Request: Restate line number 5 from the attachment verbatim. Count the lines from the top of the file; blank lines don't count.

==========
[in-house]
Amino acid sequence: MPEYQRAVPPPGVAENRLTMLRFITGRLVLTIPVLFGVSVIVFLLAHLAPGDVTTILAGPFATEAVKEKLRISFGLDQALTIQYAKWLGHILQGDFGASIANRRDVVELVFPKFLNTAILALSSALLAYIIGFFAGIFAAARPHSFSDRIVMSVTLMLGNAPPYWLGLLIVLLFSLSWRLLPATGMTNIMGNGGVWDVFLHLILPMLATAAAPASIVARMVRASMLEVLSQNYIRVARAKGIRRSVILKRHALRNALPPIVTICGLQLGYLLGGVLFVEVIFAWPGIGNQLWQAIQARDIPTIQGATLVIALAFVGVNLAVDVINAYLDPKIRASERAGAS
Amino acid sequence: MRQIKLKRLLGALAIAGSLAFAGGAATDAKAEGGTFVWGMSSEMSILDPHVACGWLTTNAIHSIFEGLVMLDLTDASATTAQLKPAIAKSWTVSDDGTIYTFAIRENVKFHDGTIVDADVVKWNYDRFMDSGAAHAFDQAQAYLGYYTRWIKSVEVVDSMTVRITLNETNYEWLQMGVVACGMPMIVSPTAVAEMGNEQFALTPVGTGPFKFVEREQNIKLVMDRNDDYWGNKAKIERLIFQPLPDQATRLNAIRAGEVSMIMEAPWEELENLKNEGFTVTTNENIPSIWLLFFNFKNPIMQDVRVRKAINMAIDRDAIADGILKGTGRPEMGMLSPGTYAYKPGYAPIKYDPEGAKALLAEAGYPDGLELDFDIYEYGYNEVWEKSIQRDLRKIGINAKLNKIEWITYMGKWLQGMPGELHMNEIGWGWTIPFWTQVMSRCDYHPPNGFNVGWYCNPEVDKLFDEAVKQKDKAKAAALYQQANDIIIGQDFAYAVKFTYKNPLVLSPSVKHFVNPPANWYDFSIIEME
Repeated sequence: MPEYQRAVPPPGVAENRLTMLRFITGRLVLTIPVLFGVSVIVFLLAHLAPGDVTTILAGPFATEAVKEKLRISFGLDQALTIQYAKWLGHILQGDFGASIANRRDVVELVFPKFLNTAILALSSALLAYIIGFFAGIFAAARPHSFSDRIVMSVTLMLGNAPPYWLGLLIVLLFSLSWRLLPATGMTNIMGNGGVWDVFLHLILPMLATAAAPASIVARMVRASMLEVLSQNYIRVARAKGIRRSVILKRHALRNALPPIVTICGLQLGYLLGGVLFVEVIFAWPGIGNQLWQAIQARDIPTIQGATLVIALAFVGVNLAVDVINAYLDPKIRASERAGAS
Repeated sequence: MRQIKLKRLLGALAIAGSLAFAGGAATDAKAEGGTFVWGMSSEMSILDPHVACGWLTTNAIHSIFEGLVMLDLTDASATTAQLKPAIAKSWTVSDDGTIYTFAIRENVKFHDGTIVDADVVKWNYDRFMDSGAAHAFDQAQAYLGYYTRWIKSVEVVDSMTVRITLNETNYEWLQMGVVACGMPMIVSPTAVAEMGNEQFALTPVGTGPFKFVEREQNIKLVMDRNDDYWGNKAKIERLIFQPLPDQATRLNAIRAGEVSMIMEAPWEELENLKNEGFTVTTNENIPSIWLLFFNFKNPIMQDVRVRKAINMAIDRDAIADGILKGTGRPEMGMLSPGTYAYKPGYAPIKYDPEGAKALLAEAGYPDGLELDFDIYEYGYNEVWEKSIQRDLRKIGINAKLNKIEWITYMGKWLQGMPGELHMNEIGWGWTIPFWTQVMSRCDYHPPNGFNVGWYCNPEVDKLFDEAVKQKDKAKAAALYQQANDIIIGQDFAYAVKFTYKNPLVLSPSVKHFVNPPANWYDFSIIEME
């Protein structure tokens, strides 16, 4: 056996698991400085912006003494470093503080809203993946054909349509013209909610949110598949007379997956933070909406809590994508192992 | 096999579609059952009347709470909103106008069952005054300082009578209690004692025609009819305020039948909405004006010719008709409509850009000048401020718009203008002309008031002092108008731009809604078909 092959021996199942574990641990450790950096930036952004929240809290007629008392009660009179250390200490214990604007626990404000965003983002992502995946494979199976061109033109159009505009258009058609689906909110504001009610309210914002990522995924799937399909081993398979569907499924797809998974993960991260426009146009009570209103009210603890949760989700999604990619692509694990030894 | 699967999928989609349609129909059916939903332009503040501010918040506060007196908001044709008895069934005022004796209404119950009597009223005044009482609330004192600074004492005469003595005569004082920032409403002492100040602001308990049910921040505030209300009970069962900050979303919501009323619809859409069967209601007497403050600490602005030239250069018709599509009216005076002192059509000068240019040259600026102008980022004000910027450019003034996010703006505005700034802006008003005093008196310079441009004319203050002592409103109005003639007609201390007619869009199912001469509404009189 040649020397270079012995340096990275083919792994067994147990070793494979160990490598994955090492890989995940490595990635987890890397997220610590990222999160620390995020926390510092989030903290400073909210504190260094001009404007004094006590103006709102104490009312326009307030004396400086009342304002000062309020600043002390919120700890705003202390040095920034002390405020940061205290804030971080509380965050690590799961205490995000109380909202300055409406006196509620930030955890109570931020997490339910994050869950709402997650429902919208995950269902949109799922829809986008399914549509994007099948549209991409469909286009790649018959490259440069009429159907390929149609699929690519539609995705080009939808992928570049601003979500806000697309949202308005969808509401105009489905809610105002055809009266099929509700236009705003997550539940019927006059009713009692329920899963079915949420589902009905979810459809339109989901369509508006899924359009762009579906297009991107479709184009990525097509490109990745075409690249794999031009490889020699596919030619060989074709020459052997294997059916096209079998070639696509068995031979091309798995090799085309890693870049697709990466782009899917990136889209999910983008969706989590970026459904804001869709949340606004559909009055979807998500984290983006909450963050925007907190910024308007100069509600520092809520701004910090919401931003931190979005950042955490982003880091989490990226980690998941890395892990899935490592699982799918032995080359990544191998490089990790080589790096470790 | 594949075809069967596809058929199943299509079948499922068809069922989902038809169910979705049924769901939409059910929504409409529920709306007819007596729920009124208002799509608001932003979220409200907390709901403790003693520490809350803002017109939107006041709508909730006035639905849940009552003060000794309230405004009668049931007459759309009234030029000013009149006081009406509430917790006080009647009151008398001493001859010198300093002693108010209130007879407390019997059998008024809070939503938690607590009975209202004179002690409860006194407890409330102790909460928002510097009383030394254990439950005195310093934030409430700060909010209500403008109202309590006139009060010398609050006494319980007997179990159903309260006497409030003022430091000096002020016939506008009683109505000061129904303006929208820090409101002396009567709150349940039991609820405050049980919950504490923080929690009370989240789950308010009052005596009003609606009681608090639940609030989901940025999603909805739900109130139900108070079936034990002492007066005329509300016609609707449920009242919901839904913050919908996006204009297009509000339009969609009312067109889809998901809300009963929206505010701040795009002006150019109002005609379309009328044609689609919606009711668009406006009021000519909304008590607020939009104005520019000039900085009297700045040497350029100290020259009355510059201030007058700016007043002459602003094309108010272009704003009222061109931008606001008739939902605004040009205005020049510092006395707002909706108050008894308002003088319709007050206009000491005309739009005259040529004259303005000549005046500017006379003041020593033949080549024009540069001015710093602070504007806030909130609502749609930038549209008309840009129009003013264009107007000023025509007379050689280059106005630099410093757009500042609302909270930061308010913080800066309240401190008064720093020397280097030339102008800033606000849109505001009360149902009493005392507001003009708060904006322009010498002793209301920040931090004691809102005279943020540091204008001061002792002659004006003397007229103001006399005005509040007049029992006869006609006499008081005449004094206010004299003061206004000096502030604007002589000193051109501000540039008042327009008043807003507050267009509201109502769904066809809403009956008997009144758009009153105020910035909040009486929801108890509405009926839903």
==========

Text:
Repeated sequence: MRQIKLKRLLGALAIAGSLAFAGGAATDAKAEGGTFVWGMSSEMSILDPHVACGWLTTNAIHSIFEGLVMLDLTDASATTAQLKPAIAKSWTVSDDGTIYTFAIRENVKFHDGTIVDADVVKWNYDRFMDSGAAHAFDQAQAYLGYYTRWIKSVEVVDSMTVRITLNETNYEWLQMGVVACGMPMIVSPTAVAEMGNEQFALTPVGTGPFKFVEREQNIKLVMDRNDDYWGNKAKIERLIFQPLPDQATRLNAIRAGEVSMIMEAPWEELENLKNEGFTVTTNENIPSIWLLFFNFKNPIMQDVRVRKAINMAIDRDAIADGILKGTGRPEMGMLSPGTYAYKPGYAPIKYDPEGAKALLAEAGYPDGLELDFDIYEYGYNEVWEKSIQRDLRKIGINAKLNKIEWITYMGKWLQGMPGELHMNEIGWGWTIPFWTQVMSRCDYHPPNGFNVGWYCNPEVDKLFDEAVKQKDKAKAAALYQQANDIIIGQDFAYAVKFTYKNPLVLSPSVKHFVNPPANWYDFSIIEME